The irony of rewarding loyalty in modern football
Being a sports fan is a curious thing. As is being a sports brand. Depending on who you are and how you were brought up you may be a die hard football (soccer) fan that lives and breathes his/her team’s successes and failures or a casual tennis watcher with no particular allegiance.
With this in mind I might as well out myself now as one of the most passionate football fans around, I feel my team’s every kick, cheer every goal and mourn every loss. I have supported my team since I was four years old and have worn the team’s shirt on match days for as long as I can remember.
My team is Liverpool FC.
We football fans are used to players signing, living up to expectations, or failing dismally, then seeing the lure of pastures new with the renewed millions of £, $ or € that more will command, rarely thinking about the fans they leave behind.
Rare is it to witness ‘one club players’ nowadays, Steven Gerrard, Jamie Carragher, Ryan Giggs, Paul Scholes and Ledley King are probably the best examples of players who have stayed loyal.
But what about when the boot is on the other foot? The fans.
We stay loyal.
We cheer the team on.
We sing the team’s anthem.
We wear the endlessly renewed team shirts, jerseys and jackets.
We stand tall and think to next season.
Rarely given a second thought apart from the odd ‘ticket prices frozen’ email.
This season though, that has all changed.
Whilst Liverpool has not been getting too much success on the field in the last eight years, we have been picking up awards all over the place for our fan engagement and how the club, and by definition the brand, champions the fans and makes them the cornerstone of everything they do.
For example, they now have 13 international Twitter accounts, most written in the local language, in order to engage with fans in their mother tongue and to show that their voice and their narrative is as important as the Club’s English.
I was extremely fortunate to be chosen to represent my branch of the international supporters club in a fans 5-a-side game at Anfield recently, the team’s home ground in a humble demonstration of rewarding loyalty to the club.
That may not mean much to the non-die hard amongst you but believe me this is the pinnacle of what it means to be a fan.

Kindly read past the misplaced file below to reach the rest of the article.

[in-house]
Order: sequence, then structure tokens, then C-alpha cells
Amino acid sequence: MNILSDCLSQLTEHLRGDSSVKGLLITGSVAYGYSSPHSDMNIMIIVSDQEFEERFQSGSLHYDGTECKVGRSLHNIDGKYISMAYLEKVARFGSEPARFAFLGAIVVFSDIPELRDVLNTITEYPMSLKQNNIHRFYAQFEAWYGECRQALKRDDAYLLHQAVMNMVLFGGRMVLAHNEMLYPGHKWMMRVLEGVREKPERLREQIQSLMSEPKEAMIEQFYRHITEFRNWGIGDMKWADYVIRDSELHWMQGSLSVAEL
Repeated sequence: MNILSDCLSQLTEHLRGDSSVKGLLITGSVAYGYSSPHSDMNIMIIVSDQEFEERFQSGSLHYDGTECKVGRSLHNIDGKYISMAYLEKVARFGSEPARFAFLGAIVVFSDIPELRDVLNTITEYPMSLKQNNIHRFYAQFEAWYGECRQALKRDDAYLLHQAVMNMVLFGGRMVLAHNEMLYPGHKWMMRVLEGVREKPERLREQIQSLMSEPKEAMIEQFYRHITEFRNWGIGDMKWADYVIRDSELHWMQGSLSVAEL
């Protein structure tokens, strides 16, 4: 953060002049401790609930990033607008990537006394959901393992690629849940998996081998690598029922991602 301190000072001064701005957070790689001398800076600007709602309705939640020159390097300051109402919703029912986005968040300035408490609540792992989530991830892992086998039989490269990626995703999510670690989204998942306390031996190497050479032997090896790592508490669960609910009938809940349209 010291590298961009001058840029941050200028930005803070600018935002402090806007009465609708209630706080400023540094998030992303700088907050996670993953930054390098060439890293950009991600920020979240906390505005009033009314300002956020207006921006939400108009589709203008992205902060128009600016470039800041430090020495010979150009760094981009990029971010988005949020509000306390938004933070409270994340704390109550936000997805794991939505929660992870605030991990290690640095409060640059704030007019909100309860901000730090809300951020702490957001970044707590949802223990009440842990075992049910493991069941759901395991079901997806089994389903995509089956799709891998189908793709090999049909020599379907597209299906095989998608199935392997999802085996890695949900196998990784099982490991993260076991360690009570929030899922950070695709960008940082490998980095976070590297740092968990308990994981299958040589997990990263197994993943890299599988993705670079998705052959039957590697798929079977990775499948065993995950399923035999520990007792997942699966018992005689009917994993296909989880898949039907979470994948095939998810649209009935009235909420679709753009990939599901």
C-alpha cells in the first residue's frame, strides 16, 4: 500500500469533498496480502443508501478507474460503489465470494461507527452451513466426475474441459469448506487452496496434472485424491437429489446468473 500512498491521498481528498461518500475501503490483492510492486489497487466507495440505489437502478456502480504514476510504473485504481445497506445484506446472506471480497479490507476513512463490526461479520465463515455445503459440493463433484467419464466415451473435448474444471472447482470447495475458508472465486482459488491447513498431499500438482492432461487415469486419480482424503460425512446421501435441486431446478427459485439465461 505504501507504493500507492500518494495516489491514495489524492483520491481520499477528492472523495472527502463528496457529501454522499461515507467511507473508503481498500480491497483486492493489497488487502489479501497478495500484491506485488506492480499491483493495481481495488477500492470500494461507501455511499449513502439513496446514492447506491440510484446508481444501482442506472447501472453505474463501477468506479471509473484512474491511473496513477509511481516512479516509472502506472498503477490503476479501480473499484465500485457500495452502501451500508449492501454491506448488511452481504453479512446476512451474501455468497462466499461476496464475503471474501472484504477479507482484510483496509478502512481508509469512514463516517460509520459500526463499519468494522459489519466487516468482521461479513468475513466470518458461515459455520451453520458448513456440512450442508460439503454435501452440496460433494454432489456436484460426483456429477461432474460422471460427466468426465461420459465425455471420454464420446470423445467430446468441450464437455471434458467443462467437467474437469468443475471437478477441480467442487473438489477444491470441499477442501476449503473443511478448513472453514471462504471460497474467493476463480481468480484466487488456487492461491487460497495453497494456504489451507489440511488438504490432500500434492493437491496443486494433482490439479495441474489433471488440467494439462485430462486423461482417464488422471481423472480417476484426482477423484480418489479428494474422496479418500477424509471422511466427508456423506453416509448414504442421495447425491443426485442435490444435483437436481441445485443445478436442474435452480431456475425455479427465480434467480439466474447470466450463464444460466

Let me explain.
This event has never been done before by Liverpool, or any of the top clubs in England. Newcastle did a version of it last season but you had to pay to be involved, making it a commercial activity instead of a rewarding activity.
The Liverpool Way is a little different, they didn’t charge the fans, and even had giveaways for all
Liverpool decided that eight fans and twenty supporters of 24 global LFC supporters clubs should be invited to take part in a football tournament at Anfield. As part of the event each player was taken on a never-before-seen tour of the team’s training facilities, given fascinating insight into the running of the club and then allowed to make our lifelong dreams come true by playing on the turf our heroes do and taking penalties in front of The Kop, the most famous stand in world football.
If this seems like a small gesture, consider this: roughly 672 people from 24 nations got to experience this event. Imagine all the images and fan love that will have been tweeted, blogged about and talked about countless times over.
Something that struck me as I looked around the players’ changing rooms and the training facilities was how much emphasis there is on the fans being the cornerstone of the club. Sure there were large visuals of the players in iconic match-changing stances or mid-kick but there were framed quotes about how immense the atmosphere in the stadium is. It felt as if the club was deliberately trying to ground these millionaire elite athletes by reminding them why they are there and who pays their wages. A nice touch that did not go amiss.
This is brand publicity and positive mention that money can’t buy, even if given away free.
Making the dreams of fans come true is a small price to pay in order to repay a lifetime of dedicated attendance, signing and shirt buying.
This meant more to me, and to the other seven members of the LFCNY team that I was on, than if they had given me a free shirt, or free signed photo of the players, or discounts in the store. This was, as our captain said before the game, a once in a lifetime opportunity to feel like players and score like players in the place that many of us consider our spiritual home.
As the Liverpool FC anthem goes; You’ll Never Walk Alone. Thank you Liverpool FC, thank you rewarding loyalty, for showing that you care and for putting on a day that none of us will forget (although there will be a few misses we will try to forget I’m sure).
ps. My branch of the Official Liverpool Supporters Club won the tournament by the way.
Thanks for reading, feel free to check out my blog about all things branding over at http://Strat-Talking.com